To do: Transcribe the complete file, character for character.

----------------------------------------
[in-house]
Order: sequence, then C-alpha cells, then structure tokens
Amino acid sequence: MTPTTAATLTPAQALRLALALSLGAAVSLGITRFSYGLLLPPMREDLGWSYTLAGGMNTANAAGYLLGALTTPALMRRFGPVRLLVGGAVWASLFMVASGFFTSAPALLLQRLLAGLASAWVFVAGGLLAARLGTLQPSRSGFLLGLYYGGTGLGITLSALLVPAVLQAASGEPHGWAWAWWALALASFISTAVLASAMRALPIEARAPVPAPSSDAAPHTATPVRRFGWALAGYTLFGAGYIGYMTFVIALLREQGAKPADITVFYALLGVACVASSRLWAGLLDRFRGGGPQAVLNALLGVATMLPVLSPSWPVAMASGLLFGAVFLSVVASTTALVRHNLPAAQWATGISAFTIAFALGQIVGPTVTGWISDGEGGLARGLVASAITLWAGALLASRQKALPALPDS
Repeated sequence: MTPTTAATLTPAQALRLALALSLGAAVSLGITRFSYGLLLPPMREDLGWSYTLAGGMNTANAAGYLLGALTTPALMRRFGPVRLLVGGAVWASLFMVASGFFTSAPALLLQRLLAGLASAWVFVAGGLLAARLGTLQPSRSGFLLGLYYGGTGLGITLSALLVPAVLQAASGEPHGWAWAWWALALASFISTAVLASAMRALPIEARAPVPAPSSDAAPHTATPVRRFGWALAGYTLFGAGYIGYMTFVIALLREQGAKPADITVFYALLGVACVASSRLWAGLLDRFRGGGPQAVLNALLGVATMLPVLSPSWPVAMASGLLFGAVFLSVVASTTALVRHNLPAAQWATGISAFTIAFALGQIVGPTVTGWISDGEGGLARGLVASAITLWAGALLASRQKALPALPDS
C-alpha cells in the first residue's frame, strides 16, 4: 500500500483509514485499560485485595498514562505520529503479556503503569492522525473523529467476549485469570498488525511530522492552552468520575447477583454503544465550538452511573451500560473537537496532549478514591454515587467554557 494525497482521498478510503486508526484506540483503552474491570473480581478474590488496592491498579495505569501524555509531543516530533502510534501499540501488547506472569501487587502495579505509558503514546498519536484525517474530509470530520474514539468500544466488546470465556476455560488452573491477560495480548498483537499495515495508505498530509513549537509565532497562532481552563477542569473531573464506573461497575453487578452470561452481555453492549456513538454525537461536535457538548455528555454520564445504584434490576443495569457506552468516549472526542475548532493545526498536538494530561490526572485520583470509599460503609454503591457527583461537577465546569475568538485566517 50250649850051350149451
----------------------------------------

[in-house]
Order: sequence, then C-alpha cells, then structure tokens
Amino acid sequence: MTPTTAATLTPAQALRLALALSLGAAVSLGITRFSYGLLLPPMREDLGWSYTLAGGMNTANAAGYLLGALTTPALMRRFGPVRLLVGGAVWASLFMVASGFFTSAPALLLQRLLAGLASAWVFVAGGLLAARLGTLQPSRSGFLLGLYYGGTGLGITLSALLVPAVLQAASGEPHGWAWAWWALALASFISTAVLASAMRALPIEARAPVPAPSSDAAPHTATPVRRFGWALAGYTLFGAGYIGYMTFVIALLREQGAKPADITVFYALLGVACVASSRLWAGLLDRFRGGGPQAVLNALLGVATMLPVLSPSWPVAMASGLLFGAVFLSVVASTTALVRHNLPAAQWATGISAFTIAFALGQIVGPTVTGWISDGEGGLARGLVASAITLWAGALLASRQKALPALPDS
Repeated sequence: MTPTTAATLTPAQALRLALALSLGAAVSLGITRFSYGLLLPPMREDLGWSYTLAGGMNTANAAGYLLGALTTPALMRRFGPVRLLVGGAVWASLFMVASGFFTSAPALLLQRLLAGLASAWVFVAGGLLAARLGTLQPSRSGFLLGLYYGGTGLGITLSALLVPAVLQAASGEPHGWAWAWWALALASFISTAVLASAMRALPIEARAPVPAPSSDAAPHTATPVRRFGWALAGYTLFGAGYIGYMTFVIALLREQGAKPADITVFYALLGVACVASSRLWAGLLDRFRGGGPQAVLNALLGVATMLPVLSPSWPVAMASGLLFGAVFLSVVASTTALVRHNLPAAQWATGISAFTIAFALGQIVGPTVTGWISDGEGGLARGLVASAITLWAGALLASRQKALPALPDS
C-alpha cells in the first residue's frame, strides 16, 4: 500500500483509514485499560485485595498514562505520529503479556503503569492522525473523529467476549485469570498488525511530522492552552468520575447477583454503544465550538452511573451500560473537537496532549478514591454515587467554557 494525497482521498478510503486508526484506540483503552474491570473480581478474590488496592491498579495505569501524555509531543516530533502510534501499540501488547506472569501487587502495579505509558503514546498519536484525517474530509470530520474514539468500544466488546470465556476455560488452573491477560495480548498483537499495515495508505498530509513549537509565532497562532481552563477542569473531573464506573461497575453487578452470561452481555453492549456513538454525537461536535457538548455528555454520564445504584434490576443495569457506552468516549472526542475548532493545526498536538494530561490526572485520583470509599460503609454503591457527583461537577465546569475568538485566517 50250649850051350149451